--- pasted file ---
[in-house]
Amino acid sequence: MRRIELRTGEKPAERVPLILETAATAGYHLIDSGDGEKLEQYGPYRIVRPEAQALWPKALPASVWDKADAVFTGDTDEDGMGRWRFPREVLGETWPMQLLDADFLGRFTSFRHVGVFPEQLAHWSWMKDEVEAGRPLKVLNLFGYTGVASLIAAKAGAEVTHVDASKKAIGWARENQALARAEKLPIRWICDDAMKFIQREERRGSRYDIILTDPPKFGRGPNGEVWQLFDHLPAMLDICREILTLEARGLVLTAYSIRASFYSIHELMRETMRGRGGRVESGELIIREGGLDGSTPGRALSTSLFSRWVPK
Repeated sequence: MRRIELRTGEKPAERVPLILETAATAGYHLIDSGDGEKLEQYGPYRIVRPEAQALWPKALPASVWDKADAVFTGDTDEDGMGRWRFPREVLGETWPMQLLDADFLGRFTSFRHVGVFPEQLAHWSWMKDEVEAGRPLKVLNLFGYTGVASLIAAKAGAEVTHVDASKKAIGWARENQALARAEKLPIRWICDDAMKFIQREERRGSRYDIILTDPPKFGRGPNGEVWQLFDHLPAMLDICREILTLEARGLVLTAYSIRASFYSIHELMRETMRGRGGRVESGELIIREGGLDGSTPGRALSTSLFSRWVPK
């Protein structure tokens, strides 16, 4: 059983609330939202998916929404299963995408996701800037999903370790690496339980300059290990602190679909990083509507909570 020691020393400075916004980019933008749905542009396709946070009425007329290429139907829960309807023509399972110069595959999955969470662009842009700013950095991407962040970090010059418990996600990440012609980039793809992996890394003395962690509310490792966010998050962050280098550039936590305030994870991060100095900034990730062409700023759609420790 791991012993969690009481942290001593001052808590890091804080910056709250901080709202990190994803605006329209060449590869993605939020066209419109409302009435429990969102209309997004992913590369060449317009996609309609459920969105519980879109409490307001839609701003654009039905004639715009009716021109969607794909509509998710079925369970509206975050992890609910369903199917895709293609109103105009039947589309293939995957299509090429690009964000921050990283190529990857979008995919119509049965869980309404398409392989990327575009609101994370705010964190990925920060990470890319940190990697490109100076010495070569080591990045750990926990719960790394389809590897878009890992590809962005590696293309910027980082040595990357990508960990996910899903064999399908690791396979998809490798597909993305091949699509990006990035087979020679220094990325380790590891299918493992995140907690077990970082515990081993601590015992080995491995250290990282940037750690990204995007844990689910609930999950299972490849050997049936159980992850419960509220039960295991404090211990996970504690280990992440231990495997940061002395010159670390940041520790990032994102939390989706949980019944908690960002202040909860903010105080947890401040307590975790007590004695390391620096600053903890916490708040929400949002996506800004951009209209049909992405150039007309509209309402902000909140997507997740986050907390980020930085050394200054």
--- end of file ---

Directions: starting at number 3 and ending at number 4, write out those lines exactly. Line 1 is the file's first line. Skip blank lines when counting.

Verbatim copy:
Repeated sequence: MRRIELRTGEKPAERVPLILETAATAGYHLIDSGDGEKLEQYGPYRIVRPEAQALWPKALPASVWDKADAVFTGDTDEDGMGRWRFPREVLGETWPMQLLDADFLGRFTSFRHVGVFPEQLAHWSWMKDEVEAGRPLKVLNLFGYTGVASLIAAKAGAEVTHVDASKKAIGWARENQALARAEKLPIRWICDDAMKFIQREERRGSRYDIILTDPPKFGRGPNGEVWQLFDHLPAMLDICREILTLEARGLVLTAYSIRASFYSIHELMRETMRGRGGRVESGELIIREGGLDGSTPGRALSTSLFSRWVPK
């Protein structure tokens, strides 16, 4: 059983609330939202998916929404299963995408996701800037999903370790690496339980300059290990602190679909990083509507909570 020691020393400075916004980019933008749905542009396709946070009425007329290429139907829960309807023509399972110069595959999955969470662009842009700013950095991407962040970090010059418990996600990440012609980039793809992996890394003395962690509310490792966010998050962050280098550039936590305030994870991060100095900034990730062409700023759609420790 791991012993969690009481942290001593001052808590890091804080910056709250901080709202990190994803605006329209060449590869993605939020066209419109409302009435429990969102209309997004992913590369060449317009996609309609459920969105519980879109409490307001839609701003654009039905004639715009009716021109969607794909509509998710079925369970509206975050992890609910369903199917895709293609109103105009039947589309293939995957299509090429690009964000921050990283190529990857979008995919119509049965869980309404398409392989990327575009609101994370705010964190990925920060990470890319940190990697490109100076010495070569080591990045750990926990719960790394389809590897878009890992590809962005590696293309910027980082040595990357990508960990996910899903064999399908690791396979998809490798597909993305091949699509990006990035087979020679220094990325380790590891299918493992995140907690077990970082515990081993601590015992080995491995250290990282940037750690990204995007844990689910609930999950299972490849050997049936159980992850419960509220039960295991404090211990996970504690280990992440231990495997940061002395010159670390940041520790990032994102939390989706949980019944908690960002202040909860903010105080947890401040307590975790007590004695390391620096600053903890916490708040929400949002996506800004951009209209049909992405150039007309509209309402902000909140997507997740986050907390980020930085050394200054």